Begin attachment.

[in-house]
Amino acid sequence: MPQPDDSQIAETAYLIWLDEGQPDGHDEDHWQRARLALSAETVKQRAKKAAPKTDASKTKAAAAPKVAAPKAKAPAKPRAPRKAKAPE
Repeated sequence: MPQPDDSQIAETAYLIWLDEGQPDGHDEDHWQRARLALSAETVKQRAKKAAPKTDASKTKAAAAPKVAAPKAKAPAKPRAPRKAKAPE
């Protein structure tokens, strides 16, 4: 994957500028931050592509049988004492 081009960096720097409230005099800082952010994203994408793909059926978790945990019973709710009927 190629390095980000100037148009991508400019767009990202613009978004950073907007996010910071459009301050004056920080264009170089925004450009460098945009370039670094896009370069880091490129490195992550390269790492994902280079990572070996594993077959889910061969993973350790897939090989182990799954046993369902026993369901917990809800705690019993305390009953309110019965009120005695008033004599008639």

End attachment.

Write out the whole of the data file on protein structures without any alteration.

[in-house]
Amino acid sequence: MPQPDDSQIAETAYLIWLDEGQPDGHDEDHWQRARLALSAETVKQRAKKAAPKTDASKTKAAAAPKVAAPKAKAPAKPRAPRKAKAPE
Repeated sequence: MPQPDDSQIAETAYLIWLDEGQPDGHDEDHWQRARLALSAETVKQRAKKAAPKTDASKTKAAAAPKVAAPKAKAPAKPRAPRKAKAPE
């Protein structure tokens, strides 16, 4: 994957500028931050592509049988004492 081009960096720097409230005099800082952010994203994408793909059926978790945990019973709710009927 190629390095980000100037148009991508400019767009990202613009978004950073907007996010910071459009301050004056920080264009170089925004450009460098945009370039670094896009370069880091490129490195992550390269790492994902280079990572070996594993077959889910061969993973350790897939090989182990799954046993369902026993369901917990809800705690019993305390009953309110019965009120005695008033004599008639």